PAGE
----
By Monica C. MeinertWhen the wave of new fintech startups burst onto the scene several years ago, announcing themselves loudly as disruptors of the banking industry, bankers rightfully worried. How would these new players affect day-to-day business? How would they be received by customers? And, importantly, how could banks keep up with the pace of the competition?
Time and reality have since set in, and the tone of the conversation has shifted away from “compete” toward “collaborate.” Banks increasingly see the value of capabilities developed by fintech firms, and those companies in turn are becoming better acquainted with the challenges of regulation and other barriers to bringing their products to market.
There have been wakeup calls on both sides.
“For the startups, it turns out it isn’t just the regulation that’s hard—people’s interactions and relationship with money is really weird, and it’s really hard to shift,” observes Jason Henrichs, managing director of the FinTech Forge—an organization devoted to helping financial institutions and startups navigate the fintech landscape.
For banks, the wakeup call has been the realization that customers are coming to value—and expect—a frictionless banking experience. And if banks can’t provide that kind of frictionless experience, Henrichs says, they’ll turn to alternate solutions.
That being said, banks have two key advantages over fintech companies, he notes: the strong relationships that they have built with regulators, and an existing customer base. “That’s why the second wave of fintech innovation…is very focused on ‘how do we serve the banks?’”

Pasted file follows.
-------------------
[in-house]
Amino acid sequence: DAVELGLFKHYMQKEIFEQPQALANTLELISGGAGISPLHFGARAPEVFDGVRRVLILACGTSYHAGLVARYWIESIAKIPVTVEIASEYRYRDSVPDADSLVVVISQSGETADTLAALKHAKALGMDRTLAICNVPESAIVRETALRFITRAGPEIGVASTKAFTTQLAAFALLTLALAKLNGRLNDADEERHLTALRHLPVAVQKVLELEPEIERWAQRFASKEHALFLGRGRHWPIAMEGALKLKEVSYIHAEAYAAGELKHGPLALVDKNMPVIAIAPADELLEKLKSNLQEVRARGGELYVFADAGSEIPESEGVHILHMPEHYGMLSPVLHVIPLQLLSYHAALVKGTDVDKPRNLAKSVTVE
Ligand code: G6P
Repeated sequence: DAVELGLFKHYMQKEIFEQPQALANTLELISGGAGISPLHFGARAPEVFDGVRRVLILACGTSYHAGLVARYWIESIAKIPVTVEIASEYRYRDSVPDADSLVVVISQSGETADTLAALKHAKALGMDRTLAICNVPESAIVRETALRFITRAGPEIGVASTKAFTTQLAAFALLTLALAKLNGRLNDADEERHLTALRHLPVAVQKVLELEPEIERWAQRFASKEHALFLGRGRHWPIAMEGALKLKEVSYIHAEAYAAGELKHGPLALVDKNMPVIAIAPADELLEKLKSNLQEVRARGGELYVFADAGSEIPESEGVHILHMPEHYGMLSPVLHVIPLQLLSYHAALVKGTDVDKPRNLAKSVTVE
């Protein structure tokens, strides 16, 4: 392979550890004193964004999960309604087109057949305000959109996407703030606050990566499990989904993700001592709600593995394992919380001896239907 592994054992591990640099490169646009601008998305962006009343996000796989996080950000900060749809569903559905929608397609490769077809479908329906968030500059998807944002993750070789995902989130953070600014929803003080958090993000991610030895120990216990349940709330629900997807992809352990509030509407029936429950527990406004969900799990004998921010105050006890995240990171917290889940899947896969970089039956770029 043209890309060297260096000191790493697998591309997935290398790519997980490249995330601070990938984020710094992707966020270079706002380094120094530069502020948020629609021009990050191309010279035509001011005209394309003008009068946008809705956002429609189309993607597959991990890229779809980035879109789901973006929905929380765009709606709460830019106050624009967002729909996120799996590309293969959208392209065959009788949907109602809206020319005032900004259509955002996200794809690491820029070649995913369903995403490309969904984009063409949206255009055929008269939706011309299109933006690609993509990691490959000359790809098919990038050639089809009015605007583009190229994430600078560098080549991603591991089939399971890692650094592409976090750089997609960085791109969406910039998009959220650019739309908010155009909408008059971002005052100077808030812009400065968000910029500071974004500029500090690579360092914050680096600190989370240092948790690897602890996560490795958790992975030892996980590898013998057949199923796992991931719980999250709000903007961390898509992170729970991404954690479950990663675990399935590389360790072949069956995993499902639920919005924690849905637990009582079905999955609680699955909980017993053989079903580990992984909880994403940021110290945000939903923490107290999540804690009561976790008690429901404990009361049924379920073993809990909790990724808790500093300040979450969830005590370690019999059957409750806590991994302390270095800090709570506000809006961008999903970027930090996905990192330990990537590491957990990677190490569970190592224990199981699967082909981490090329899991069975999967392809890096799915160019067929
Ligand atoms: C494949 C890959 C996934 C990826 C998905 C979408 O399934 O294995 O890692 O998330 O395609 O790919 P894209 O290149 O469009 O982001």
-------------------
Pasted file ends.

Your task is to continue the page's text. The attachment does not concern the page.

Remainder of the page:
With more fintech players now coming to the table as willing partners, banks that have innovation strategies in place will find themselves better positioned to gain a competitive edge. “The best bank perspective on this is that fintechs aren’t their main competitor now,” notes ABA VP Steve Kenneally. “Their main competitors are the other banks that are using fintech better than they are.”
“Some banks are going to thrive in this new era—they’re going to use technology to hit well above their weight class,” Henrichs adds. And it’s not just big banks that will thrive—community banks stand to gain a significant competitive advantage by leveraging technology. Henrichs describes a $2 billion bank he worked with recently that has taken advantage of technology to expand operations beyond the geographic bounds of its six branch network, proving that “you don’t have to be big to be thriving in this.”
Keys to building a successful fintech strategy
1. Adopt the right cultural mindset.
First and foremost, the bank must have an appetite for innovation. “If you change your culture and your mentality around how you’re going to partner with [fintech companies], there’s a real opportunity to remake your business,” Henrichs says.
For some banks, this may involve a shift away from viewing fintech companies as simply third-party vendors or service providers, and instead as collaborators working side by side to develop something new.
At U.S. Bank, for example, the bank’s research and development team has taken part in various fintech accelerators, through which they work with early stage fintech startups. “We’re actually participating in mentoring these companies and helping them frame what they do so that they can have a partnership with banks that will meet our security requirements or our compliance requirements,” explains Dominic Venturo, U.S. Bank’s EVP and chief innovation officer.